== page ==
Interiors finishes are an eclectic mix of the traditional and opulent, and the occasionally surprising. A uniform palette of gray, white and turmeric, and a sense of common scale for the furniture draws the rooms together, says Engler.
"In the living room for example, the chairs have classically styled frames but are upholstered in hard-wearing materials. A coffee table with a gesso finish makes a playful counterpoint to the formal seating and grand piano."
Understated contrast continues in the dining room. Engler custom designed the sideboard that sits beneath the stained glass windows, giving it a whitewash finish to complement the gray wash of the antique Swedish dining chairs. The rawness of these pieces is contrasted by the antique style of the extension table, the strongly patterned drapes, and the chandelier. The room's original light fixture is now in the entry.
The rejuvenated sunroom has also been a hit with the owners and visitors, says Engler.
"We initially drew a floorplan that included more furniture, but having decided it would make an ideal area for reading and reflection, the room now has just two chairs. The concrete tile floor is a departure from the rest of the home, and so is the ceiling. Porch ceilings are often painted pale blue – said to keep bees away – so I followed this tradition, but made a stronger statement, with a more intense blue."
Upstairs, Peterssen/Keller created a spacious new master bathroom off the existing master bedroom, allocating the old bathroom space to walk-in closets.
"We removed an open fireplace from the bedroom, allowing us to reorient the space more effectively," says Keller.
"For this master suite, one owner wanted a feminine, floral look and the other, some design punch. We were able to cater to both. The feminine side comes through in the furnishings, rug and drapery, while the bathroom is in a strong, punchy blue. This contrasts with the predominant white of the mosaic floor tiles, the marble countertops and the cabinetry. The chandelier and a clawfoot bath add to the resort-like feel of this space."
Outwardly refined, the house now offers gracious functionality on the inside too, say the owners. Once gloomy spaces are now light, bright and open to the surroundings, and the wall of windows at the rear of the kitchen draws the eye through the home.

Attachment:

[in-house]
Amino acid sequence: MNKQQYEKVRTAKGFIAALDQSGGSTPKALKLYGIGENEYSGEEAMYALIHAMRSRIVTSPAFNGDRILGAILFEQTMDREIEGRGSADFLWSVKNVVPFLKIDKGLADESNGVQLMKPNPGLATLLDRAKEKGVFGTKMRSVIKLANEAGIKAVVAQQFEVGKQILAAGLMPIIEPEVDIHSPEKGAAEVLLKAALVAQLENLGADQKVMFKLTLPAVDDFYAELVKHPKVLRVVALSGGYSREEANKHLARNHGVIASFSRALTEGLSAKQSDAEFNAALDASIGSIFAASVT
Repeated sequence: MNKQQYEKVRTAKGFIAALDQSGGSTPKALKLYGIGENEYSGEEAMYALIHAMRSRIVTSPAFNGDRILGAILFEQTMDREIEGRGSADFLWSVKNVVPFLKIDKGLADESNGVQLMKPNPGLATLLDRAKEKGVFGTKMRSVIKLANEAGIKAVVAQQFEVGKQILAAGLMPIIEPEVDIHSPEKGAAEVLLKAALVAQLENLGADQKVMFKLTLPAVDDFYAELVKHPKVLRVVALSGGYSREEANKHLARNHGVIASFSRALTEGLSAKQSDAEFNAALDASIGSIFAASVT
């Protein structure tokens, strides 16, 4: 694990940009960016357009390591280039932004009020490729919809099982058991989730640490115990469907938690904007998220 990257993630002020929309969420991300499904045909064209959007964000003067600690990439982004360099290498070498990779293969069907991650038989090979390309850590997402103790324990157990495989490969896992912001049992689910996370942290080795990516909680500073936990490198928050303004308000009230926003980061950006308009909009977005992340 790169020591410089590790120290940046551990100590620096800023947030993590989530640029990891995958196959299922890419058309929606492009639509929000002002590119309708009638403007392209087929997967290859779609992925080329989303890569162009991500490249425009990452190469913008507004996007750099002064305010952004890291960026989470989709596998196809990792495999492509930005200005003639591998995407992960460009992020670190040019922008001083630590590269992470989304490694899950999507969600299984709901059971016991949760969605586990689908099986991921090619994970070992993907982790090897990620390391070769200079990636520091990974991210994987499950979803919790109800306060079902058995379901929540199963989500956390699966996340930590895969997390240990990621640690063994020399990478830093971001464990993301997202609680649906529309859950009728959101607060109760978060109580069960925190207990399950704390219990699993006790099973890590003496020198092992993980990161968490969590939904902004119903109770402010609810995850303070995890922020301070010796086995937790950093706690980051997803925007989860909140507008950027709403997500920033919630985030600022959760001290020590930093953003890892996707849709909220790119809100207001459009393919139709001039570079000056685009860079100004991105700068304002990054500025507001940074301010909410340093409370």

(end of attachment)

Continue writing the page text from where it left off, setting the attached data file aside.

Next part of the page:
"The banquette seating area is a favorite spot for family and friends. Whoever comes into the kitchen seems to automatically gravitate to this inviting corner."
First published date: 26 November 2013
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|Architect||Gabriel Keller Assoc AIA, Lars Peterssen AIA, Carl Olson Assoc AIA, Peterssen/Keller Architecture (Minneapolis, MN)|
|Interior designer||Linda Engler ASID, Emily Thull ASID, Engler Studio|
|Cabinet company||Braatan Creative Woods|
|Builder||Bob Near, Streeter & Associates|
|Structural engineer||Joe Cain, Mattson Macdonald Young|
|Doors and windows||Marvin Windows and Doors; SP Windows; Simpson Door Company|
|Flooring||Rift-sawn red oak|
|Paints and varnishes||Benjamin Moore|
|Lighting||Urban Electric Company, Waterworks, Rejuvenation, Circa Lighting, Currey & Company, Lamplight Designs|
|Furniture, blinds and drapes||Engler Studio|
|Audiovisual and home theater||John Deering Theater Design|
|Kitchen cabinetry||Inset cabinets with exposed finial hinges, Cliffside icebox latches, Rejuvenation bin pulls|
|Countertops||Soapstone; walnut butcher block on island|
|Backsplash||Ann Sacks Medina field tile in Pale Blue; Marrakech border in White/Pale Blue from Fantasia Showroom|
|Kitchen sink||Shaws Fireclay; Rohl|
|Ventilation||Custom, with Vent-A-Hood insert|
|Bathroom vanity||Braaten Creative Woods, Calacatta marble top|
|Basin||Kallista Barbara Barry|
|Faucets and shower fittings||Kallista Hampstead|
|Tub||Porcher Epoque Nouveau|